Tag Archives | Documentary

Michael Moore: Where to Invade Next?

Michael Moore's new doc, Where to Invade Next

Michael Moore’s new doc, Where to Invade Next

The title of Moore’s new doc is somewhat misleading, though its message is ultimately one of hope: he “invades” other countries to see what they are doing right, and then speculates on how the US might go about adopting and adapting some of these ideas.

Via Vulture:

The movie’s title suggests a condemnation of America’s military-industrial complex, but it’s just a clever bit of sensational misdirection. Moore brought WTIN to the Toronto Film Festival without a distributor on purpose to avoid prying eyes, and has been vigilant about keeping the contents of the movie secret from both the public and the many studio heads and buyers in attendance.

The clap-umentary (as in, you clap when Moore makes a point you agree with, which in this audience was often) turns out to be the story of Moore’s army of one “invading,” as he says, “countries populated by Caucasians, with names I can mostly pronounce,” in an optimistic exploration of how they treat their citizens well and what we can learn from them.

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One Day In Auschwitz

“One Day In Auschwitz” follows 89-year-old Holocaust survivor Kitty Hart-Moxon’s poignant return to the former Nazi death camp where she was sent 70 years earlier, with her mother, at the age of 16. Making the journey with two teenage girls, Hart-Moxon recounts the ever-present threat of death, and the resilience, friendship and human strength that allowed her to survive one day at a time, against the odds.

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Two Raging Grannies

Disinformation is pleased to announce the release of our newest documentary: Two Raging GranniesThis hilarious doc about two grannies and the economy has been making its way around the international film festival circuit, but will be officially available to the general public on Tuesday, September 15th.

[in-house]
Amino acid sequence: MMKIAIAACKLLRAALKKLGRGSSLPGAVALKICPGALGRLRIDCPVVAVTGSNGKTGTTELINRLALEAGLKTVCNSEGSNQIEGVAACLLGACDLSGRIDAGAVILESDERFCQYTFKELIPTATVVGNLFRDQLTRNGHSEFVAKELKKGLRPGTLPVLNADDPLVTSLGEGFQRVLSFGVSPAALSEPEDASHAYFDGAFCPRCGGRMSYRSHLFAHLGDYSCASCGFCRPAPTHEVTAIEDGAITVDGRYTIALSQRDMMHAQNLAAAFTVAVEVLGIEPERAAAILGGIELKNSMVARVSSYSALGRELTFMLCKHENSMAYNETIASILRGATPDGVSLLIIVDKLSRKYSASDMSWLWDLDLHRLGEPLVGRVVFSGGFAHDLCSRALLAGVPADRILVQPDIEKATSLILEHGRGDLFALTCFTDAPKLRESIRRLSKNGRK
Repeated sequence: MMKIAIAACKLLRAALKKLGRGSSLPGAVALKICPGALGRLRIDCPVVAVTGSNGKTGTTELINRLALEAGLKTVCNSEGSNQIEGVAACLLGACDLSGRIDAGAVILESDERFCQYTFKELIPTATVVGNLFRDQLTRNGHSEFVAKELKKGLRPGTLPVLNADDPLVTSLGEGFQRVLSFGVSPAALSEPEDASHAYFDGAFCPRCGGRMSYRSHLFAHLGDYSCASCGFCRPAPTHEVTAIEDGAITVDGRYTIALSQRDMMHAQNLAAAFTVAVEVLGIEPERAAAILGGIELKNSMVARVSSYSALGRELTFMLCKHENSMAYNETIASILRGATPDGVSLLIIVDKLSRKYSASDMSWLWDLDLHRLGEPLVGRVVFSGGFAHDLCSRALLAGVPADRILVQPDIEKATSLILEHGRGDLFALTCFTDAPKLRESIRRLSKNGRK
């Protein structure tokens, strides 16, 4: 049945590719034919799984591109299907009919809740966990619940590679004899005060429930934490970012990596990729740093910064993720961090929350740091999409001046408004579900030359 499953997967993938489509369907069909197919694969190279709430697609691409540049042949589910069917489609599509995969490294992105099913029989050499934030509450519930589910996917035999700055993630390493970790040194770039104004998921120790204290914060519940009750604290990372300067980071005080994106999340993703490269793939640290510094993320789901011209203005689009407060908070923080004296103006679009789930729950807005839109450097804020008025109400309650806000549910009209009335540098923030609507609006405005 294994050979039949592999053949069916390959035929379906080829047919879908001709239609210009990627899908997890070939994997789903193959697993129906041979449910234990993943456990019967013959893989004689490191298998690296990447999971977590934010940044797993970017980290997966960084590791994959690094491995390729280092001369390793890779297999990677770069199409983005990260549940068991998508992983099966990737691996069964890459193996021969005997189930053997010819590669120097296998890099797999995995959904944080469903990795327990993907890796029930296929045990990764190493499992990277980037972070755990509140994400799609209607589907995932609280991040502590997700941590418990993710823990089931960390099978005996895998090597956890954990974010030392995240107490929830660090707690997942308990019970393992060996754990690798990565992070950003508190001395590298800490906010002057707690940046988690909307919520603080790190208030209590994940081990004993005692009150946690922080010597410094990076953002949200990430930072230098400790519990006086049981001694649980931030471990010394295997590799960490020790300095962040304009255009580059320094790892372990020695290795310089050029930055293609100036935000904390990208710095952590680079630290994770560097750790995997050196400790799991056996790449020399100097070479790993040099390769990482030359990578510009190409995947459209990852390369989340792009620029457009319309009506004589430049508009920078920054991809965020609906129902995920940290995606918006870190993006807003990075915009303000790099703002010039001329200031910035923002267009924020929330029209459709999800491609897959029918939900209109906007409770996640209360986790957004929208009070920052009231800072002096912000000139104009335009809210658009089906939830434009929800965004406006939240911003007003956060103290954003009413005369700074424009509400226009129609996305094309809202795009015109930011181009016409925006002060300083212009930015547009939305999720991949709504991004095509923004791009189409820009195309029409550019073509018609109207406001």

If you order the DVD today, you’ll receive it on or before the release date (9/15).
It’s also available to stream and download via Vimeo.



Shirley (90) and Hinda (84) are two lovable raging grannies from Seattle. Sometimes they bicker like an old married couple, but their relationship is intimate and always filled with humor and adoration. They have always been engaged in social and political issues from world finance to global warming. They also worry about what the future holds for their grandchildren.

Now they have a ‘raging’ question: Why do we need perpetual economic growth?

This is the starting point for a coast-to-coast journey.… Read the rest

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A Life Amongst Art

For over 50 years, Los Angeles resident Enrique Serrato has been building an impressive collection of American, Chicano and Mexican art that now exceeds 6000 pieces covering ceramics, paintings, sculpture and outsider art. Unlike the Vogels, Mr. Serrato kept his collection private for more than 35 years, and only recently opened his collection to a small group of Los Angeleno artists and collectors. Mr. Serrato lives in a two-bedroom apartment and surrounds himself with his ever-growing collection which has been called Los Angeles’ best kept secret. Filmed by Patrick Kennedy.